Convergence happens at the end of a standard meeting, a brainstorming session or any other group task. This phase enables the group to align their actions and reach a shared conclusion, whether that’s making a decision or not.
There are 3 scenarios in which convergence is necessary:
- when several proposals have been put forward
E.g.: a team is working together to compile its projects for the coming year. After numerous discussions, various different proposals are put forward.
- when one single proposal has been put forward
E.g.: a company is trying to formulate its mission and aims. After numerous discussions, one of the members presents a proposal to the group and formulates a statement.
- when no proposals are put forward
E.g.: an association is trying to define its governance method. After numerous discussions, there are still significant areas of divergence.
To converge, intransitive verb (from the Latin convergere):
Source: Oxford Learner’s Dictionaries
- (of people or vehicles) to move towards a place from different directions and meet: Thousands of supporters converged on London for the rally.
- (of two or more lines, paths, etc.) to move towards each other and meet at a point: There was a signpost where the two paths converged.
- if ideas, policies, aims, etc. converge, they become very similar or the same: The aims of the two developments can and should converge.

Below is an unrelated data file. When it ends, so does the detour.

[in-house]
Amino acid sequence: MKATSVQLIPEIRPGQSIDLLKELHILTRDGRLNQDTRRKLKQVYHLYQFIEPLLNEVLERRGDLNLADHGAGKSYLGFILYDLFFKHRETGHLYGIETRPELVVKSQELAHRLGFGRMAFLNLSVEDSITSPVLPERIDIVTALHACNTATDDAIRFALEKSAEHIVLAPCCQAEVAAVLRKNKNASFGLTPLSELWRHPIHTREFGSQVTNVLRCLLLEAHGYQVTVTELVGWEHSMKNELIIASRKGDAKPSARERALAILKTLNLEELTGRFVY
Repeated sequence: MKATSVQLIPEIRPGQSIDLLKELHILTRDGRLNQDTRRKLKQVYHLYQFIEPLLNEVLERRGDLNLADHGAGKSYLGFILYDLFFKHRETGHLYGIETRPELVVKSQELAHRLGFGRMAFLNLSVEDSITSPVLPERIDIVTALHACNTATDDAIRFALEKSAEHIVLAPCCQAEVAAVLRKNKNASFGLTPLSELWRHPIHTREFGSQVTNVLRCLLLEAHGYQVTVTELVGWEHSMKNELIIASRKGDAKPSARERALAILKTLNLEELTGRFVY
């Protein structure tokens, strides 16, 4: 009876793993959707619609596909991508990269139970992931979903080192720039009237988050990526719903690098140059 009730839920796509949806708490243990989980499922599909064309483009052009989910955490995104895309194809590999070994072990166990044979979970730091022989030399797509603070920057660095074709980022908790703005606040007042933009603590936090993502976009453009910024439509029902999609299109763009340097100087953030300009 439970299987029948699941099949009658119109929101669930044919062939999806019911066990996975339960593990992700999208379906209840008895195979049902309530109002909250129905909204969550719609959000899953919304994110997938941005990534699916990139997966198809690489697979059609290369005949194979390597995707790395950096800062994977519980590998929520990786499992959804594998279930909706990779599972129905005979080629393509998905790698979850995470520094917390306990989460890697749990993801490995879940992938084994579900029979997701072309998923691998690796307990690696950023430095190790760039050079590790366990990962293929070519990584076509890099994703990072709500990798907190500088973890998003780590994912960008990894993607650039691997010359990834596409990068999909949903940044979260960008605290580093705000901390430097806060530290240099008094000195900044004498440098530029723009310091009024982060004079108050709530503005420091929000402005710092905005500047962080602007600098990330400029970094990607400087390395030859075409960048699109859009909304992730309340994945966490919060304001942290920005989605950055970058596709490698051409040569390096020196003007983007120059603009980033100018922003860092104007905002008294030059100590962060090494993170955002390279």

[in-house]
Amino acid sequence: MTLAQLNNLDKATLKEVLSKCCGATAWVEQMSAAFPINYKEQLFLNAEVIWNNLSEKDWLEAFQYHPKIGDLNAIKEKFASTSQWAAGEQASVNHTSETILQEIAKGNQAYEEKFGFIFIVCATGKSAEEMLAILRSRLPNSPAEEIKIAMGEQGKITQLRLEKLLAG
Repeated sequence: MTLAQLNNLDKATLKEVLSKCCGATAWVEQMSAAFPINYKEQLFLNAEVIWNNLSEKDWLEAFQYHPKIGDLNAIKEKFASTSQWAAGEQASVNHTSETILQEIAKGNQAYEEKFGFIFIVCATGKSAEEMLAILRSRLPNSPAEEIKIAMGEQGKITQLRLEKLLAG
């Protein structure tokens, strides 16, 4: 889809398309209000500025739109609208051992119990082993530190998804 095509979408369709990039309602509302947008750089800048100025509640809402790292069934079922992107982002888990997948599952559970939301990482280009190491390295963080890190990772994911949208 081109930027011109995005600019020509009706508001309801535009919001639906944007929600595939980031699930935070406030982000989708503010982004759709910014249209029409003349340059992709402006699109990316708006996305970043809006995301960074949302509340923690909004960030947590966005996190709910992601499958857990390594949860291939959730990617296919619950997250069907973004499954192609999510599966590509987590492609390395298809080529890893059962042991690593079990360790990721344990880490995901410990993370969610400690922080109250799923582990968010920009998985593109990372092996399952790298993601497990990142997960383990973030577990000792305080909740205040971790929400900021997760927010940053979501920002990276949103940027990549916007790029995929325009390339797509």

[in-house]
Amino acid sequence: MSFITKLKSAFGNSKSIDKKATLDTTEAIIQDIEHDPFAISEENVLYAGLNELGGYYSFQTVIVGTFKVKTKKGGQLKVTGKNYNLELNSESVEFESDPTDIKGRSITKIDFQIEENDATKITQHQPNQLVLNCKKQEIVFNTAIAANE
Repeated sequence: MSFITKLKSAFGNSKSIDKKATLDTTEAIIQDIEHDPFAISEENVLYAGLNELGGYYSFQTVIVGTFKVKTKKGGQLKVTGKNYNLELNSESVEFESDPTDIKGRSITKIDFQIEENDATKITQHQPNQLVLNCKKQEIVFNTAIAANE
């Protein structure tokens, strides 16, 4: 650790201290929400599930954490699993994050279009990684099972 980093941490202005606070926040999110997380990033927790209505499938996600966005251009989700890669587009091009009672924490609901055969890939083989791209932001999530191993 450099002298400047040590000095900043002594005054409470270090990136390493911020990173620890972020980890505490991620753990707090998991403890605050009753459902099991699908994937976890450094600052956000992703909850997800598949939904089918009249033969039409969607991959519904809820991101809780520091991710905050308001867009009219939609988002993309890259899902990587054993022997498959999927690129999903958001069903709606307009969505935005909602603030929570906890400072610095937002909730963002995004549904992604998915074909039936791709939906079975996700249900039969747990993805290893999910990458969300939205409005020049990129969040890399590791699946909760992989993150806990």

Depending on what scenario your group finds itself in, below are a choice of methods that you can suggest to facilitate convergence:
Scenario n°1: if several proposals have been put forward
- Cumulative voting
Everyone has a set number of votes that they can allocate as they wish to the different ideas. Votes can be represented by coloured stickers (1 sticker = 1 vote) or by tally.
- Criteria-based voting
Ask the participants to evaluate each proposal in line with a set of criteria, such as:
- NUF (New, Useful, Feasible)
- The level of impact of the idea and the level of effort to implement it
- importance, urgency, willingness, etc.
Taking the concept of cumulative voting even further, this method reflects the nuances of participants’ preferences, giving them the freedom to comment, ask questions or make suggestions.
- Desire-based decision-making
Ask the group to vote for the projects by getting them to sign their name next to the ones they would like to invest in. Those that don’t get any or very few votes are put to one side.
- Applause meter
Ask the group to express their choices by making noise in response to the proposals they like best. Those that generate the highest decibels will be chosen!
Scenario n°2: if one single proposal is put forward
- Majority vote (show of thumbs)
A proposal is presented to the group: everyone votes with their thumbs.
- thumb up = in favour of the proposal
- horizontal thumb = in favour of the proposal but the participant also has something to say (not critical)
- thumb down = against the proposal due to an objection
- open palm = neutral, doesn’t mind what decision is made
- Consent-based decision making
Instead of seeking unanimity (the approval of everyone), the idea is to validate a proposal if everyone consents, i.e. if nobody has any objections.
- Advice process
Any one person or part of a group may make a decision that impacts the whole group if they consult those impacted and subject specialists.
Scenario n°3: no proposals are put forward
Following a discussion, the group may find that it is not able to come up with any solutions for various reasons:
- The group does not have all the necessary information
- The participants are not in agreement and are still divided on several points
- The group doesn’t have enough time
As facilitator, you play a key role in helping the group take a step back and realise this.
Converging is also sometimes simply about having a shared outlook on a situation and agreeing on the next step to be able to move forward with the problem.